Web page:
The Sunday News
With many engaged in activities of this year’s Men’s Conference —myself included, others engrossed in Valentine’s Day celebrations, February has been a hectic month for almost every Zimbabwean.
To the global pan-Africanist/anti-colonial movement, this is the Black History Month. To revolutionary Zimbabweans opposed to nostalgias of colonial relics, this is the month we celebrate the life and times of Zimbabwe’s illustrious doyen of Zimbabwe’s decolonisation path, the late former Head of State Cde Robert Gabriel Mugabe (May History Forget Us when We Forget Him).
In one or many ways, this month is both emotive and revolutionary. It is in this month that His Excellency the President of the Republic of Zimbabwe, Cde Emmerson Dambudzo Mnangagwa has been taking up milestone strides in revisiting pertinent areas of our historically distressed national question.
This past Thursday — a day before the much-celebrated 21st of February, Youth Day, Cde Mnangagwa was in dialogue with his Political Actors Dialogue (Polad) counterparts.
This esteemed multi-political stakeholder national policy conversation steering organ held its economic summit in Harare a week after President Mnangagwa met a cohort of Civil Society Organisations (CSOs) under the Matabeleland Collective banner. The two platforms share one common objective — finding indigenous solutions for indigenous problems.
This comes against a backdrop of high political polarisation which repressed state-driven possibilities for a plural political-culture in Zimbabwe.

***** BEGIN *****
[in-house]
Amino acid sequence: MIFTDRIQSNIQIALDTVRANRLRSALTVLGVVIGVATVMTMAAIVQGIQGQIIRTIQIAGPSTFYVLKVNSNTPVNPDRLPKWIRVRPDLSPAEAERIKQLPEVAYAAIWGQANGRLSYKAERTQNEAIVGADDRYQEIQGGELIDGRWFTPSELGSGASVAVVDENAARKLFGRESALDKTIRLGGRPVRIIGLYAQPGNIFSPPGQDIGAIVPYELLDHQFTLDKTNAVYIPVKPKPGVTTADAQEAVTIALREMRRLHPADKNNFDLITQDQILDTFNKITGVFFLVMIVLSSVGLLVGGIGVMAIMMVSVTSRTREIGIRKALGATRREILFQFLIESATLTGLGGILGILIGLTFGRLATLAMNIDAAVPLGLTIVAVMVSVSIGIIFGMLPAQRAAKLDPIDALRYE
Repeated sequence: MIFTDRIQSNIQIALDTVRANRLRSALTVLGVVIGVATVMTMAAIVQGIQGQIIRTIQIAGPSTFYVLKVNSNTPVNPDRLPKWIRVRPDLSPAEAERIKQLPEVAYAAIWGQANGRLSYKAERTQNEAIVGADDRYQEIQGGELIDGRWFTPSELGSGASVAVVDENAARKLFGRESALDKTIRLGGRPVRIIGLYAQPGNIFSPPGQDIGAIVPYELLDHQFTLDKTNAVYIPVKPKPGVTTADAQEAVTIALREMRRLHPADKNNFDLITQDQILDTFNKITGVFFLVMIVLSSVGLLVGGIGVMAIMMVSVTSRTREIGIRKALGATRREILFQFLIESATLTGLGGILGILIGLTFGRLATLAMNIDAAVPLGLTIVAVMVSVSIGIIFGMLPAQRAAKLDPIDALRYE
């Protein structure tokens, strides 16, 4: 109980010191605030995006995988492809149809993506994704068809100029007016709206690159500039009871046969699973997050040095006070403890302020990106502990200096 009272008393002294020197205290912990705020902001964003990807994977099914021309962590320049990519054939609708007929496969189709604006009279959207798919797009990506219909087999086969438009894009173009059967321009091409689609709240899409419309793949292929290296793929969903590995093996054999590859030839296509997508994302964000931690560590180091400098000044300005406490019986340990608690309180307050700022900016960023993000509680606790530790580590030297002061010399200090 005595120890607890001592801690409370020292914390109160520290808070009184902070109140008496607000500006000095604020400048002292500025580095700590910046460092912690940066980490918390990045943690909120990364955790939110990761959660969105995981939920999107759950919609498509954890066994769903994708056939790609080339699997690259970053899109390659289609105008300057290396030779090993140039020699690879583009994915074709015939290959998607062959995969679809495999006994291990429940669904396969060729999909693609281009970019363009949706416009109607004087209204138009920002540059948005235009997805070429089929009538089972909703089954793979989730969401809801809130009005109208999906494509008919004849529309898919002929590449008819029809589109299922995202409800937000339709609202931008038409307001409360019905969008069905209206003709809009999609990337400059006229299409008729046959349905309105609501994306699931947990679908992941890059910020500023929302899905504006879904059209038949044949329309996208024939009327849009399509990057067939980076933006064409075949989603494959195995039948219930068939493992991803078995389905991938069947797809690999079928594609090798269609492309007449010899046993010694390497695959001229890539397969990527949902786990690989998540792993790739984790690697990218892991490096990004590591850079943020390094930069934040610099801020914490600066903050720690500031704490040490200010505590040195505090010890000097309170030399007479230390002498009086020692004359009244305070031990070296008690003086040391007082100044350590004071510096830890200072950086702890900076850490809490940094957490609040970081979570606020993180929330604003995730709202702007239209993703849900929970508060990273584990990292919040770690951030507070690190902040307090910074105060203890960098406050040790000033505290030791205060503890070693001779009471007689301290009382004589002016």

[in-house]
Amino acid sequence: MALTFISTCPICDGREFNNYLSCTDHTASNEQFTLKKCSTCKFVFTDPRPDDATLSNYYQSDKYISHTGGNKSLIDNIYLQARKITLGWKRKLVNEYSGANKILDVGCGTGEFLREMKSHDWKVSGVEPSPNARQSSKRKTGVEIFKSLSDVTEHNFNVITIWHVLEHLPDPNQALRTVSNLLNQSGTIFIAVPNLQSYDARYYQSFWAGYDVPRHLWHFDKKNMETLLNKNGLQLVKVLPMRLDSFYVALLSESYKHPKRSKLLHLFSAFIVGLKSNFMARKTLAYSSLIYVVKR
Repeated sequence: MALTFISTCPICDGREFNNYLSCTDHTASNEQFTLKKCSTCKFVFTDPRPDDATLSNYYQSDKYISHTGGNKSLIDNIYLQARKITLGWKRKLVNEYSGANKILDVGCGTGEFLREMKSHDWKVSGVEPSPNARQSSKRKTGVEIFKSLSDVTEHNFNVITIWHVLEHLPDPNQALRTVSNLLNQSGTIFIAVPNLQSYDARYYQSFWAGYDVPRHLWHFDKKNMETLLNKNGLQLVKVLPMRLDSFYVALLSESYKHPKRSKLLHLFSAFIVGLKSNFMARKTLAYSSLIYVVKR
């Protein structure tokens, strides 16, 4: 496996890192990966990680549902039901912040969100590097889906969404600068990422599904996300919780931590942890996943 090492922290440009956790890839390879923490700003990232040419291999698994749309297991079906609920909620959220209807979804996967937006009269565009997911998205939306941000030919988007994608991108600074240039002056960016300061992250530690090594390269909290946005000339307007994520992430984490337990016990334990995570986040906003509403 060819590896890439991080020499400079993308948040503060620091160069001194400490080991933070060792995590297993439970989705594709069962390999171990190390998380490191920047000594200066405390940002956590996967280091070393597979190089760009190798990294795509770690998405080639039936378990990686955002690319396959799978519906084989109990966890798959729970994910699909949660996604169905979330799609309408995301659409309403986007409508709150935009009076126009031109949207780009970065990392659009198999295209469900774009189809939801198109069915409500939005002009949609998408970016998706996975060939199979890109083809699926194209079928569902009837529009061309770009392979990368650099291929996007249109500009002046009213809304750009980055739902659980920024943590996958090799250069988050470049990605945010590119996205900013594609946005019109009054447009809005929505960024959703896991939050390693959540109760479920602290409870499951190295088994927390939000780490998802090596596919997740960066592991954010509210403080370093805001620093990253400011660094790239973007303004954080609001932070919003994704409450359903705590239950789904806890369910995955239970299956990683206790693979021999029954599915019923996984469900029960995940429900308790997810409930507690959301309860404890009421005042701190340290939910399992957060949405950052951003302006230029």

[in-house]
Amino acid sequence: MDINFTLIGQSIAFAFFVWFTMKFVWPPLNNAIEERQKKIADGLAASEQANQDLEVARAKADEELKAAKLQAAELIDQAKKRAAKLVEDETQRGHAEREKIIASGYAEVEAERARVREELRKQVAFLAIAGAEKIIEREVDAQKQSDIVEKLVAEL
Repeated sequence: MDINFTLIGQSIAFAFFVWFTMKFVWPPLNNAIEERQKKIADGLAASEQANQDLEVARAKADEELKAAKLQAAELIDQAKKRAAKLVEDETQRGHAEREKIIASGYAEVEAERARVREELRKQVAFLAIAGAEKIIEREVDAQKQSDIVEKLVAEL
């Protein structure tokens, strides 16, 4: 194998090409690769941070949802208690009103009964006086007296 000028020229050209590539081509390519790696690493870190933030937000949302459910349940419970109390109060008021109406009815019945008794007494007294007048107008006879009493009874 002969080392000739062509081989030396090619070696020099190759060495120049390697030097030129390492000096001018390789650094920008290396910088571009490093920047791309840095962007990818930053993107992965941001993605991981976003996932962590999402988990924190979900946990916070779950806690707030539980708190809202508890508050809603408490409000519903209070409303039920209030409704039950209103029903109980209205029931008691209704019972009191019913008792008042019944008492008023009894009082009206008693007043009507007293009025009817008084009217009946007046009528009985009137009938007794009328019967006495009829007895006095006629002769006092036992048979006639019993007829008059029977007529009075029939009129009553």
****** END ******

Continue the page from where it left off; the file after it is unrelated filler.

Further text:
President Mnangagwa’s domestic political re-engagement trajectory illustrates a defined transitional re-orientation of the establishment mainly marked by borrowing the intrinsic nation-building values of yesterday and abandoning the political depravities which sustained a mythical and narcissist “one-centre of power”.
Under Cde Robert Mugabe, national belonging was rigorously contained in terms of radicalised partisan essentialism.
This was justified considering that the paternal attribute of Zanu-PF was under threat from many fronts after the land reform programme. Imperialist ideological arsenal was not retreating in its demonisation ploy.
Cde Mugabe the one time darling of the West became an overnight tyrant when he reclaimed our right to land ownership. This inevitably facilitated polemic attacks on Cde Mugabe by countless neo-colonial proponents. The country’s economic meltdown was weaponised to dislodge Zanu-PF.
True to this cause, several biographies were written to mutilate the anti-colonial spirit personified by Cde Mugabe’s arrest of White monopoly capital.
The writings dedicated to his legacy deconstruction include Martin Meredith’s Robert Mugabe: Power, Plunder and Tyranny in Zimbabwe (2002) and Our Votes, Our Guns: Robert Mugabe and the Tragedy of Zimbabwe (2002); David Blair’s Degrees in Violence: Robert Mugabe and the Struggle for Power in Zimbabwe (2002); Stephen Chan’s Robert Mugabe: A Life of Power and Violence (2003); Andrew Norman’s Robert Mugabe and the Betrayal of Zimbabwe (2004); Geoff Hill’s What Happens After Mugabe (2005); Heidi Holland’s Dinner with Mugabe: The Untold Story of a Freedom Fighter Who Became a Tyrant (2008); Daniel Compagnon’s A Predictable Tragedy: Robert Mugabe and the Collapse of Zimbabwe (2011); David Coltart’s The Struggle Continues: 50 Years of Tyranny in Zimbabwe (2016).
To me, Cde Mugabe stands out as a decorated cadre of the decolonisation agenda. He is a timeless revolutionary who should be exceedingly celebrated for his great exploits in this regard.
However, his mistakes must be distinctly acknowledged as a philosophical mirror to where we collectively blundered as a nation.